Dev DD – A Dull & Damp Squib

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Series – Dev DD

Starring – Asheema Vardaan, Akhil Kapur, Sanjay Suri

Created by – Ekta Kapoor.

Written by – Nikhil Vyas, Kamayini Vyas

Directed by – Ken Ghosh

Platform – Alt Balaji.

Episodes – 10

Before I pen down my thoughts on the show, I’d just like to say this – I have not read the original classic Devdas, the inspiration for this show by Sarat Chandra Chatterjee. My views therefore are not a reflection on his work but the show inspired by it.

My sole brush however with the classic is the 2002 adaptation on the silver screen made by the maestro Sanjay Leela Bhansali, starring Shahrukh Khan, Madhuri Dixit and Aishwarya Rai Bachchan.

Prior to the movie all I knew about Devdas was that it’s an epithet inspired by this classic given to a drunkard, a wastrel and it did not at all seem awe inspiring.

Many who saw the movie and came to discover the story behind the man, like me did so for the expectations of the magnum opus were quite high, given the kind of niche Mr. Bhansali had established for himself and of course the star cast. And by extension, there were a lot of people who came to sympathize with the ‘tragedy’ that is supposed to be Devdas.

I, on the other hand simply could not for the life of me seem to sympathize with him…to me Devdas isn’t the epitome of tragedy, to me what he is, is the very definition of a spineless weak man who could not dare fight for his love and who chose to wallow and drown himself in drinks than do something about his life….

I cannot therefore call him anything except a douchebag, a man who sabotaged his own life and wished people would understand what a sorry fellow he is…yeah, my sympathies cannot be evoked for such a creature.

So…I wondered exactly what would this adaptation of that classic be like which reversed the roles of the three main characters, central amidst which is the narrator, who can neither inspire empathy nor sympathy.

Aashmeema Vardhan plays Devika Dharam Dwivedi, a girl who wears her heart on her sleeves, is as badass as she can get and who doesn’t feel shy to mouth the words “condom” and “sanitary napkins” as she purchases them even if the vendor who sells them to her does.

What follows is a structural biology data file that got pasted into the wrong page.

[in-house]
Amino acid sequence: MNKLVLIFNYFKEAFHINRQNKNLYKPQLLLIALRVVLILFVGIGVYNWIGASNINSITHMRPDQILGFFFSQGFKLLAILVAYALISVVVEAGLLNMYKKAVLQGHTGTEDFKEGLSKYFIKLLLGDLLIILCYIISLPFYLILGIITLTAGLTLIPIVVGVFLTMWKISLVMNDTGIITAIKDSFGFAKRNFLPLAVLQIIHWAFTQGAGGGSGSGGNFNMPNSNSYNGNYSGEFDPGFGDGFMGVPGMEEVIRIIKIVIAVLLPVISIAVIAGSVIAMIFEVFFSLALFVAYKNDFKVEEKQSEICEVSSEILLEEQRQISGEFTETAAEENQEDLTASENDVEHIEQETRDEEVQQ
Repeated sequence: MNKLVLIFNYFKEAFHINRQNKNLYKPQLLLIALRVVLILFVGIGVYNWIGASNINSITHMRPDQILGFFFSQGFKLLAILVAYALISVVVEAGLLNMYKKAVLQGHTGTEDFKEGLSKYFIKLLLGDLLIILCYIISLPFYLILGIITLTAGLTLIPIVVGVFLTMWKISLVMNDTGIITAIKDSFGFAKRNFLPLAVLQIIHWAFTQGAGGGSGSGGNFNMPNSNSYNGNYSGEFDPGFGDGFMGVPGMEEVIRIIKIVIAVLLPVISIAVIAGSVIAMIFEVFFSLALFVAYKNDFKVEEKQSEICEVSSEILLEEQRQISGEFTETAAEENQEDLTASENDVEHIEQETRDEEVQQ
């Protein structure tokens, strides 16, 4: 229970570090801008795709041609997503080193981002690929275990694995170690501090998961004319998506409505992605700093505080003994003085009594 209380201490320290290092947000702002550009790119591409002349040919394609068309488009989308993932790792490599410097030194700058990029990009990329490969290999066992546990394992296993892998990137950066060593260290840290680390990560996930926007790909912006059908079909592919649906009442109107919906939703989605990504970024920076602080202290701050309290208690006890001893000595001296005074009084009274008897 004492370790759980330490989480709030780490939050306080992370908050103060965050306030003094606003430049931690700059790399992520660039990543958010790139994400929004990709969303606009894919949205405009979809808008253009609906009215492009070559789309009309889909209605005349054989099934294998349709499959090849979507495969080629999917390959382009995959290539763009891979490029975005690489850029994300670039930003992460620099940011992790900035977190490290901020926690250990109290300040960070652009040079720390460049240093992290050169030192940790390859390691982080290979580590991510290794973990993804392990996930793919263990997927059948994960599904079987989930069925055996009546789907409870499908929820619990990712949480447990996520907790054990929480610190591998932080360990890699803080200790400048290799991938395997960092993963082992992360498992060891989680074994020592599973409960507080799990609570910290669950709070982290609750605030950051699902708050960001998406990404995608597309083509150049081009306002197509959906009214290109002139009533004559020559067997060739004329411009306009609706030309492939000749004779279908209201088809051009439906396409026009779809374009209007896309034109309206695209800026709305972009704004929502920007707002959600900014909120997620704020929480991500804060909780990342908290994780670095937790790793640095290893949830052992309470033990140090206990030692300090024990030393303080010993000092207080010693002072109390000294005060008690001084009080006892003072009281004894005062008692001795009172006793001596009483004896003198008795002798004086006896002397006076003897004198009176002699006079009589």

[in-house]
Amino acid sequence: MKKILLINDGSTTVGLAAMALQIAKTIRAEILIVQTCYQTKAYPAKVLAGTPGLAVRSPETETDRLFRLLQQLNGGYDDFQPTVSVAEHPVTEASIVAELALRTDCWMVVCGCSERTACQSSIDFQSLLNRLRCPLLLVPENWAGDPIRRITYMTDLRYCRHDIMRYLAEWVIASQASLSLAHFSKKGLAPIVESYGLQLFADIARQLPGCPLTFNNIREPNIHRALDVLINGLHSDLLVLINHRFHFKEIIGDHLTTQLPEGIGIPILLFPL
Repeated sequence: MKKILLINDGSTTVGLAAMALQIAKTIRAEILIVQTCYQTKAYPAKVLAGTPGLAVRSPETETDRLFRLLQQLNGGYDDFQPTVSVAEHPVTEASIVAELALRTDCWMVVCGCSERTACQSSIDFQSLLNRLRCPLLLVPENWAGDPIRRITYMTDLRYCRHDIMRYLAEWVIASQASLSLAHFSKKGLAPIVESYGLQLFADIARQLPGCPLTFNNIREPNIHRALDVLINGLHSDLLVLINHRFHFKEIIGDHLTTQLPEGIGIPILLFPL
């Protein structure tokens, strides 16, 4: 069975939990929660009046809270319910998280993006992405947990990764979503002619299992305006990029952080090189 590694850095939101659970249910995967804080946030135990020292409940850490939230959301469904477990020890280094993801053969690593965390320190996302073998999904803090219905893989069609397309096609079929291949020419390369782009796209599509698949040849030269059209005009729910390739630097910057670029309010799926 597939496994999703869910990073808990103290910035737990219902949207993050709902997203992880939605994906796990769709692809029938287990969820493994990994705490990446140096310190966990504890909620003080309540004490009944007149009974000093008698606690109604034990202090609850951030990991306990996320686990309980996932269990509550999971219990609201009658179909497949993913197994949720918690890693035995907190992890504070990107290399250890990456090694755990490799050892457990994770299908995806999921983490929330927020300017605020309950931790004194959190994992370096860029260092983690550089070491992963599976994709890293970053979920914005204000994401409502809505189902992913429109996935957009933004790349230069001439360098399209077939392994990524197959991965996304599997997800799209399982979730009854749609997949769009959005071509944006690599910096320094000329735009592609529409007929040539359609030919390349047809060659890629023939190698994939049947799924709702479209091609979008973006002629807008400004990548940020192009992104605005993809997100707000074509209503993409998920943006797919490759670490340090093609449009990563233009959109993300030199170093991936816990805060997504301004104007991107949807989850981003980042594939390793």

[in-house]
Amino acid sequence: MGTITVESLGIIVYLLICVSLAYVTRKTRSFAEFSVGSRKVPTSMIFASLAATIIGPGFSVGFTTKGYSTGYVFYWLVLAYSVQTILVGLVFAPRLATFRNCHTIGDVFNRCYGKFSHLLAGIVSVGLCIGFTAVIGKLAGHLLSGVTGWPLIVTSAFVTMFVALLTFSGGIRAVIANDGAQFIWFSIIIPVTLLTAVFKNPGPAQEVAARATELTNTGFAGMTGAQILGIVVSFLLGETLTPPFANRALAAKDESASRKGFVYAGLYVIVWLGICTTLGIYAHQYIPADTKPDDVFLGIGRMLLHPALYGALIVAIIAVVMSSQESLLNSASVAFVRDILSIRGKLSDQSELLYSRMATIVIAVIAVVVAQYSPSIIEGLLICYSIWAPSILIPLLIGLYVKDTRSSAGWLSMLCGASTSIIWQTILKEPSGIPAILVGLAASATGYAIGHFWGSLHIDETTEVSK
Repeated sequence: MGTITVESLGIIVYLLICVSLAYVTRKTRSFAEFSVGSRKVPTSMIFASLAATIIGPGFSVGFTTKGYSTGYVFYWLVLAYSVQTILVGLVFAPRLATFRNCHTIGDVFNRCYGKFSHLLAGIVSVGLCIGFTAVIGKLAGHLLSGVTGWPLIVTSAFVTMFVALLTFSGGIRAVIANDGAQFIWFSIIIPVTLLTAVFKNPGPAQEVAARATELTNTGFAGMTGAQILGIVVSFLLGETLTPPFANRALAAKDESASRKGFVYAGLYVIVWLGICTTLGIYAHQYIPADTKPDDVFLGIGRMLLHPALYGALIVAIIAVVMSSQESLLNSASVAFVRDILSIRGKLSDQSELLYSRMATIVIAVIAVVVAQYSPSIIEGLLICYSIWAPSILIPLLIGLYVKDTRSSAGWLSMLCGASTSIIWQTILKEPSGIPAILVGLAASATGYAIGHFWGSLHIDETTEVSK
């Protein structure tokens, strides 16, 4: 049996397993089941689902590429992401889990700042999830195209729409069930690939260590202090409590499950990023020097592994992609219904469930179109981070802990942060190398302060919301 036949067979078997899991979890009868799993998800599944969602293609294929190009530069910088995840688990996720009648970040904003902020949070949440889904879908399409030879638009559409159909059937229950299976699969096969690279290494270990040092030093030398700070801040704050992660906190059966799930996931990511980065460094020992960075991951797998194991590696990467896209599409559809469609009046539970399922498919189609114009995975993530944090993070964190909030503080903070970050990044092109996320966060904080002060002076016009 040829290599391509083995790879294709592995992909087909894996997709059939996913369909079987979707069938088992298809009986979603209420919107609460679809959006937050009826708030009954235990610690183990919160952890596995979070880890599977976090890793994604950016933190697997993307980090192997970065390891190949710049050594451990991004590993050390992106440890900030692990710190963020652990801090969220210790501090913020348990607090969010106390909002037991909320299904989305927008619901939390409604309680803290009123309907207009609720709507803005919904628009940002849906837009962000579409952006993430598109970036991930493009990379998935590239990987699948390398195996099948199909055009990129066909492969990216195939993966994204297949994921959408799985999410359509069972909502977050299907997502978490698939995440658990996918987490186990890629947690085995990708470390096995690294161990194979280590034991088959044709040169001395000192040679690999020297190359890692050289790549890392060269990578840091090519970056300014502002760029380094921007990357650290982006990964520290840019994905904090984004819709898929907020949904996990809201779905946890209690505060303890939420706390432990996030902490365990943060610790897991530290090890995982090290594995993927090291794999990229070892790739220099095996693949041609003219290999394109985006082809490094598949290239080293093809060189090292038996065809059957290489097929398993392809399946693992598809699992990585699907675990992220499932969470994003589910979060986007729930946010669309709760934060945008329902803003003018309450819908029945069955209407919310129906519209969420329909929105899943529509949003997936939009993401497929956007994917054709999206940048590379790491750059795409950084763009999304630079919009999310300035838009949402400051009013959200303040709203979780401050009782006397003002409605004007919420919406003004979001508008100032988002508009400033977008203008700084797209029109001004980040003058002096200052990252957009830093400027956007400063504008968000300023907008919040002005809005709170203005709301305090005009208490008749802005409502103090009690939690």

It is supposed to be what a modern 21st century girl is supposed to be as per the writers and the director I suppose. Nothing wrong in having a girl mouth those terms openly…only I wish it weren’t then pointed out what a big deal it is for her to do so…kinda kills the whole point for me.

Moving on.

Devika meets Parth at her sister’s wedding and sparks immediately fly….they end up kissing within hours of meeting for the first time and there’s no holding back for the couple thereon.

Lending Devika and Parth, a place to shack up, literally, is her best friend Chandni, the counterpart of Chunnilal who also happens to be a lesbian.

Devika and Parth go kaput eventually and it’s not surprising.

A heartbroken Devika deals with the depression of losing her fuckboy with alcohol, picking random fights with strangers and embarassing herself and her parents in the process.

Which eventually causes her to cross paths with Anurag Rana, played by Sanjay Suri.

And at this point I finally gave up on this show and it’s story. Because not once did it move me to watch Devika weep or drown herself in the bottle, neither was anything that could be termed as pathos about her woes… pathetic more like it seemed to be the only word coming to me.

And though that is the point of Devdas, to have a pathetic loser for a protagonist; it was the end of my patience with this pretentious and dumb character and her awful story.

As I watched her, I didn’t wonder what tragedy would befall next in this story but thought how is this girl purchasing herself booze and condoms without making a living? How does she manage to have packets of cigarettes when her mother can’t even bring herself to utter the word bra? 

If she has no job, is from an average middle class family how does she manage to order expensive bras online without her parents paying for it? 

Exactly where did she find herself this inexhaustible supply of cash and how do I manage to get my hands on it too? 

Was it that she found some serious dough when last year Mr. Narendra Modi, the honorary Prime Minister of India announced demonetization and people threw away literally crores and crores of black money just to avoid getting under the radar of Income Tax department’s scrutiny.